THE STONES were a New Zealand band active in the early 80s before quickly disbanding after the release of two short EPs on the famed Flying Nun Records. Their seemingly well-overdue compilation is now here.
Three Blind Mice is the biggest and best record you can now find featuring the trio, released in unison by Flying Nun Records in New Zealand and Captured Tracks in the United States. Three Blind Mice shows off a band that can get sloppy at times, but that’s the beauty of it all. There’s always a driving rhythm supplied by rock-steady percussion and slinky bass lines to support, followed by broken but bright guitars that come with their very own grainy twang – hear the opening scratch in “See Red.” Vocals are mumbled or occasionally hummed, creating memorable harmonies and the simple urge to want to sing along (“Something New,” “Down and Around”). The Stones probably don’t have some enormous fan base, but those already on-board have most likely been waiting for something like this compilation for far too long. The fact that the newly pressed LP was defected and is missing a track is a different story, however the CD version (and LP download) includes that missing track along with an entire set of live recordings dating back to 1982 and 1983.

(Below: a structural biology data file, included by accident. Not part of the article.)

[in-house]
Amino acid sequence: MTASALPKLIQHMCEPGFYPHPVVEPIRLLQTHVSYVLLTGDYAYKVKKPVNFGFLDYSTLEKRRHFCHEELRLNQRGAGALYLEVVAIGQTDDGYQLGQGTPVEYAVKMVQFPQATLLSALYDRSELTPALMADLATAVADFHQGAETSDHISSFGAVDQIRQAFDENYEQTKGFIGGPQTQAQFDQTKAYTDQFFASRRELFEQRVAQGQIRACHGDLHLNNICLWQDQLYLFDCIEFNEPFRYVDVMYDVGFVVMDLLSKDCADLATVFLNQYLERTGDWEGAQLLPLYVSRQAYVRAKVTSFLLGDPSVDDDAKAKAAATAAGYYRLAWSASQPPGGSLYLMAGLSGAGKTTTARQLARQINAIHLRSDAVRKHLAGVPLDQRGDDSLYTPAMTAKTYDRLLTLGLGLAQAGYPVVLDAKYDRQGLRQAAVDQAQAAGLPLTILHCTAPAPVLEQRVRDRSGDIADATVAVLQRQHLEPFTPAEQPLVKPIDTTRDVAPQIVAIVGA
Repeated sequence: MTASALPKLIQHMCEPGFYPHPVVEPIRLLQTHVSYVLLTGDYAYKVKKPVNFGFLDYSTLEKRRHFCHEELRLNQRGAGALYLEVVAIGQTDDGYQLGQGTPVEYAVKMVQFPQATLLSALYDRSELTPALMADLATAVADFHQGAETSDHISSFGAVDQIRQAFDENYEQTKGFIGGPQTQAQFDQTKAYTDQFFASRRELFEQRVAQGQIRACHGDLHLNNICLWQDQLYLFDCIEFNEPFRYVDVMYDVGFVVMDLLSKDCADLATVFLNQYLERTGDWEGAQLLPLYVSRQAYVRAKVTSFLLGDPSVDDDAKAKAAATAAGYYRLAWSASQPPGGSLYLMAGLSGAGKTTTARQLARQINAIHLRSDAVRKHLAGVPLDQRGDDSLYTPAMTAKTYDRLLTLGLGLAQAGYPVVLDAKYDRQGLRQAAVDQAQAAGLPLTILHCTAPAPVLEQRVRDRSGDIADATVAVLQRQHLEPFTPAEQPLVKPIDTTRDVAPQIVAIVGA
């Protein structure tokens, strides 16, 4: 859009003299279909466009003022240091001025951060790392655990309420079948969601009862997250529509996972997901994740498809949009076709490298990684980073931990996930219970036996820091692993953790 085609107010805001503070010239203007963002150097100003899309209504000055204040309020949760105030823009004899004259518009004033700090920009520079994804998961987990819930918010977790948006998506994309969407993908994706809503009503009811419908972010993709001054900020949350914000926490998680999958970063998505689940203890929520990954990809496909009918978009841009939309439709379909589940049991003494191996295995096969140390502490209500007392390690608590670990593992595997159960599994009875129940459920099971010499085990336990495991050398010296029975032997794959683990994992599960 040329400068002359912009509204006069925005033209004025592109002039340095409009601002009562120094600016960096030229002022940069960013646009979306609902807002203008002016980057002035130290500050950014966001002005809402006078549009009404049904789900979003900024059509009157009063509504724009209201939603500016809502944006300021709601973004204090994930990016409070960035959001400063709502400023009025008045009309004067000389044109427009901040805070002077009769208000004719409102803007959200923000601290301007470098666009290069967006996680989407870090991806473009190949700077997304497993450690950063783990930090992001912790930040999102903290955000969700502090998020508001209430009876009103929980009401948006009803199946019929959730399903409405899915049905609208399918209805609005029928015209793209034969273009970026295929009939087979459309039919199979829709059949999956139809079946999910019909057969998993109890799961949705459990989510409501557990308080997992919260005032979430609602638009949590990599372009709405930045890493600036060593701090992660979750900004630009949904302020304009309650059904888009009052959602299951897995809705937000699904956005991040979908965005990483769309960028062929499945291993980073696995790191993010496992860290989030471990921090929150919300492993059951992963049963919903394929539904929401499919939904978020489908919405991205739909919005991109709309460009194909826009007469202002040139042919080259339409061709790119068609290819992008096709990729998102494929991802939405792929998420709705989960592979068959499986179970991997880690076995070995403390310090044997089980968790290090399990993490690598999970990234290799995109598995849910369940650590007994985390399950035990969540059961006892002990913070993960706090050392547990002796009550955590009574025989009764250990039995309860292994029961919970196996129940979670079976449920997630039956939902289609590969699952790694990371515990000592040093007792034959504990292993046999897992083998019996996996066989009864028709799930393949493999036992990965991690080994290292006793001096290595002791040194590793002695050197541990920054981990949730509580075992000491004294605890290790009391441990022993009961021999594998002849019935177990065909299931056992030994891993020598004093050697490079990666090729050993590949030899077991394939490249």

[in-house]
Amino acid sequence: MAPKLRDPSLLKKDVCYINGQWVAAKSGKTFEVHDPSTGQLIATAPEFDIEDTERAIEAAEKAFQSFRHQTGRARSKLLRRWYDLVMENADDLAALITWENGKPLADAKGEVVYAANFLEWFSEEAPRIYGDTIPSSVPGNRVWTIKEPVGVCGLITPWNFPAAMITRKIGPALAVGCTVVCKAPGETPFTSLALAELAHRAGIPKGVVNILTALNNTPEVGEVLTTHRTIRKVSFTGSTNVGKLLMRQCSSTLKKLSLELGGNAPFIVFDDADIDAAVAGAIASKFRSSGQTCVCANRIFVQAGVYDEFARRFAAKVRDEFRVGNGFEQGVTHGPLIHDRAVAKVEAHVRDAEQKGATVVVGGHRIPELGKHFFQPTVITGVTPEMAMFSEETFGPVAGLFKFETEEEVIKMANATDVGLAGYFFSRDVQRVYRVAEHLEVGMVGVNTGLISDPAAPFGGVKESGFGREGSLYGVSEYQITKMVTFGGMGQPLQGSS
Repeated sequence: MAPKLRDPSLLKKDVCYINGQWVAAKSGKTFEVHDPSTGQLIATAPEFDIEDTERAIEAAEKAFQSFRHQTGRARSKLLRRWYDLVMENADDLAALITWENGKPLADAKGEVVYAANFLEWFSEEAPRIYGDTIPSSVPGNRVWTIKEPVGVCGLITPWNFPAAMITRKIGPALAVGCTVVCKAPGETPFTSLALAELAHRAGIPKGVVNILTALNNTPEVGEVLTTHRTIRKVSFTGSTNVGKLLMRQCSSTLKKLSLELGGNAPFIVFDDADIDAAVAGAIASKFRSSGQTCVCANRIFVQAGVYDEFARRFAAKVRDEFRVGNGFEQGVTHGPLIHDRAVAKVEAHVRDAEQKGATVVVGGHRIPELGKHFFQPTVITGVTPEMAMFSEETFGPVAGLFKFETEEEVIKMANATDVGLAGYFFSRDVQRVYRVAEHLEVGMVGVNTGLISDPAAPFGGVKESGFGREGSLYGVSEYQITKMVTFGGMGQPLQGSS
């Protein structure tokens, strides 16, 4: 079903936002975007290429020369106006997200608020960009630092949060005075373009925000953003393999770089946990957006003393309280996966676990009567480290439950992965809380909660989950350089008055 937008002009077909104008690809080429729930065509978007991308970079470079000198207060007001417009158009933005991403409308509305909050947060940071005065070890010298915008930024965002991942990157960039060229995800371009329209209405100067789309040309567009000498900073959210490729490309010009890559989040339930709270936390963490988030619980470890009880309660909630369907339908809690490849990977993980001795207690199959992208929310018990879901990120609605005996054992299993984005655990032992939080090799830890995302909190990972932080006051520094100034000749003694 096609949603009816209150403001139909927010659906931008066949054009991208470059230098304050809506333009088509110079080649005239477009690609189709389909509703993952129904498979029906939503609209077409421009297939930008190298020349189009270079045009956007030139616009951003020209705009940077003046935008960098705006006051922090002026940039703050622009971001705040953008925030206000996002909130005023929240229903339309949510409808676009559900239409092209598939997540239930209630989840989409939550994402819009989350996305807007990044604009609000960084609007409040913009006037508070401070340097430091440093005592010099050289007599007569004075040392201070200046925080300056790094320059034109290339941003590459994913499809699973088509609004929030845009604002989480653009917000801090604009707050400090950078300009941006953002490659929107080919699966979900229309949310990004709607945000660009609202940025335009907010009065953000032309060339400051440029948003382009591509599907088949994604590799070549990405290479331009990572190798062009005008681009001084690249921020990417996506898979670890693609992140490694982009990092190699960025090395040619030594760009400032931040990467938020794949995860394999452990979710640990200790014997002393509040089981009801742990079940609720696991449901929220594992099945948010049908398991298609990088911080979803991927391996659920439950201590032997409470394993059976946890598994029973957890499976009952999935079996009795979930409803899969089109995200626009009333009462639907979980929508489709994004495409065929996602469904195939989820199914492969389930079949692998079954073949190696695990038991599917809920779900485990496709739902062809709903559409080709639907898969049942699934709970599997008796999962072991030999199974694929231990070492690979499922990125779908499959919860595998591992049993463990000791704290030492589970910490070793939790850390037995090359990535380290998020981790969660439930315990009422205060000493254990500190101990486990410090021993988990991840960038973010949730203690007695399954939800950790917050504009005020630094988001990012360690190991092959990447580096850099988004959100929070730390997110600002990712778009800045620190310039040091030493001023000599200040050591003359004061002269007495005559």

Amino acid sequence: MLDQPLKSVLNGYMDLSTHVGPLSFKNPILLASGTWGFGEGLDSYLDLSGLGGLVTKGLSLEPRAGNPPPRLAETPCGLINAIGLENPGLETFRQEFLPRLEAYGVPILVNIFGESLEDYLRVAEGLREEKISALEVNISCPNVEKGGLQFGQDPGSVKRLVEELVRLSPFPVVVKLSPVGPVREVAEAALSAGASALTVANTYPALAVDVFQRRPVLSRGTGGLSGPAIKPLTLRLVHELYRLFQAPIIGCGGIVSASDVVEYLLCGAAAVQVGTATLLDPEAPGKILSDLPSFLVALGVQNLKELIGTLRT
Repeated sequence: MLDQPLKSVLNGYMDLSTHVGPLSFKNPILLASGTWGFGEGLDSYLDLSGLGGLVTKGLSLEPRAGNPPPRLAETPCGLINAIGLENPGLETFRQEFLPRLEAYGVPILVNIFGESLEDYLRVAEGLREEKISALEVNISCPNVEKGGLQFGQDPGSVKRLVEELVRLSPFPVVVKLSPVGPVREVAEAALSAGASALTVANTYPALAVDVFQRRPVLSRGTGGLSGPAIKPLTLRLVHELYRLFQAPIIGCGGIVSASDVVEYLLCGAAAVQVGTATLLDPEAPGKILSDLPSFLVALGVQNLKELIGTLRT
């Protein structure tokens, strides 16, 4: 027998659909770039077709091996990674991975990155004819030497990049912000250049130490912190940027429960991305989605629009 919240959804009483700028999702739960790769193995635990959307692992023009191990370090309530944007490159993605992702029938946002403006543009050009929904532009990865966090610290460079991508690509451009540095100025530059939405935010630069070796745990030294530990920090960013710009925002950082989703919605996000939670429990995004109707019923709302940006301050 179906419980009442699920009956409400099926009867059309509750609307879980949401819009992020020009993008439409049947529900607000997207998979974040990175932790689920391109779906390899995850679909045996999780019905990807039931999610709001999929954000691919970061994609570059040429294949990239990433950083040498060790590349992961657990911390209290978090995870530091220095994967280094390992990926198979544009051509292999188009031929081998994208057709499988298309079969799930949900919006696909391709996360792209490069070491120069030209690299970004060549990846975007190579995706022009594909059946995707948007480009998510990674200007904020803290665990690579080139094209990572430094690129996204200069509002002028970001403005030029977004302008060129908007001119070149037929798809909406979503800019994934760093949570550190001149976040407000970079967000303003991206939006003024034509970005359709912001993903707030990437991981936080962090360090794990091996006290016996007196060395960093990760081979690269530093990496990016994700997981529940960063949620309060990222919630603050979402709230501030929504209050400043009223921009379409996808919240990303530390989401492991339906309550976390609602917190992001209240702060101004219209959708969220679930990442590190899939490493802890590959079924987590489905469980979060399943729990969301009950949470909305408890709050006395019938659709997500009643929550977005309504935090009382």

“At the Cafe” rides out on a wonky bass line guided by immediately distinct vocals – singing was shared by bassist Jeff Batts and guitarist Wayne Elsey (your guess is as good as ours who is singing in which track). The one constant is that they maintain their laid-back and uninterested tone seemingly by “singing” (and slurring) just to get it over with. Guitars are stringy and fibrous as they fill in the open spaces with an extra bit of color. They’re bright but certainly not competing for the spotlight. “Something New” unfolds with a tinny strand of guitar and a bubbly bass line, creating a glinting wave of light through a noticeably pop-ier track. Good luck trying not to sing along or at the very least hum the melody. “Down and Around” is another worth noting, combining a bit of nightmarish jangle with an open-ended post-punk approach. They end up closing out the track with a wincing guitar solo. LP closer “Fad World” is a justification of the band’s raw power in the live setting. It’s a near 9-minute track that flows smoothly over clanky cymbals, bass throbs and beeping electronics. The vocals nearly sound like a background conversation as they drift off into the distance before turning into chants and laughter.
Together the trio forms this wobbly sound and it truly is their very own. Just imagine Grass Widow but if they were all men. If you’re listening to these tracks for the first time it’s a treat to hear how they open up. See what you think and give these couple a listen now.
My Rating: SS
Genre/ Tags: Garage Rock, Post-Punk, Pop, Ethereal
Three Blind Mice LP: Tracklist:
1.) Gunner Ho
2.) See Red
3.) Mother Father
4.) At the Cafe
5.) Something New
6.) Final Days
7.) Down and Around
8.) Funky Conversations
9.) Surfs Up
10.) Fad World